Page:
Right Hip Revival


It's been 8 days since I had my right hip replaced. With it being my second replacement, I knew what to expect going into surgery.

I was feeling good about surgery, but as the nurse was prepping me before anesthesia, she went through a group of questions. One was: "If you die on the table, would you like to be revived?" I wasn't expecting that one. "Um, yes, please," I responded to the nurse. She walked out of the room and it was just my husband and I left. I went into panic mode and began to tell him my wishes for our children and family through my tears. He asked me to stop, but it felt so necessary at the time. After all, it was a possibility. I don't know why the fear set in with surgery this time after I'd already survived 4 others, but after the nurse asked me that, part of me felt selfish -- like I was taking a risk I didn't need to take. I was having this surgery to improve my quality of life, but what if it resulted in the absolute worst?

I took a few deep breaths, and I said a prayer.

I was taken to anesthesia, where I knew it wouldn't be long before I knew my fate. Time would begin to warp and I'd wake up in recovery ... or I wouldn't.

Low and behold -- I woke up in recovery and made some desperate attempts at eye contact with a nurse. I was in pain and under heavy medications, but I was alive. The hospital was in overflow so I ended up being taken to a wing of the hospital where the nurses didn't typically tend to orthopedic patients. They were all great, however, and did their best.

I think I was so joyful to be out of surgery that it completely masked any pain I was having. I was exhausted, but not completely drained like I was with my first replacement in 2012. I walked up and down the hall using a walker the night of surgery. It was a slow walk, but it felt as normal a walk as I'd experienced in nearly five years.

They discharged me from the hospital the day after surgery, which was a huge relief. I didn't need a blood transfusion this time and I couldn't wait to get home to my own bed.

Since I've been home, I've had good days and some really bad days. There's been struggles with figuring out how to manage pain, get rest, keep my appetite and just get around the house to do very mundane things. Getting from one side of the house to the other is my equivalent of a marathon right now. I'm still using a walker to get around.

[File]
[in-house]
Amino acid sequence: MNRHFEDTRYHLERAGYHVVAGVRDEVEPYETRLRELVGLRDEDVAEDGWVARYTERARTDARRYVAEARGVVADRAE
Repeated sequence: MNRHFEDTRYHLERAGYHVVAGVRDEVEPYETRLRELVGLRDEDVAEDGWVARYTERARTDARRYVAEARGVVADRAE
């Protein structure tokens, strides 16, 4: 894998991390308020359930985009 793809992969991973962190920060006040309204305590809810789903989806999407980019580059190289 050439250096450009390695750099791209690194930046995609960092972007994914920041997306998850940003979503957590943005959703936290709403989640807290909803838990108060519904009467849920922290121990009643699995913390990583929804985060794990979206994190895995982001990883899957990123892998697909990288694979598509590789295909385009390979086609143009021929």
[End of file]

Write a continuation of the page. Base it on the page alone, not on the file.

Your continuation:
When I first came home, my right leg felt like it weighed 200 pounds. But just in the last day or two, it's gone back to a normal weight and I'm able to lift it with some ease. I can already feel my range of motion in my right leg improve.

Before surgery, my husband noticed that I was starting to walk and sit with my right foot turned inward. I'm certain I was doing that because when my hip rotated outward, it hurt so badly it felt like it could break off. I got used to turning it in to avoid the pain. Now that my hip can turn out, my entire right leg down to my toes are getting used to being able to turn outward again. The first few days, I had terrible pains in my leg as it adjusted, but that pain lessens a little each day.

I'd hoped to start PT by now but I haven't yet, because my doctor held off for a bit until I could get some strength back. I should begin in-home PT in the next few days.

Although I'm sure there will still be some tough days ahead, I feel like the worst of them are behind me. It's honestly difficult at this point to even imagine myself with the strength and balance to just walk normal. But each step on my left leg is a reminder of what's to come for my right.

For now, I just need to be patient with myself and let the healing continue.

1 comment:

  1. You are so brave and strong! God bless you!!!! You are not being selfish, by doing this you are giving your children a better version of you in that you will have more mobility to do things with them! I admire you for your strength and courage!



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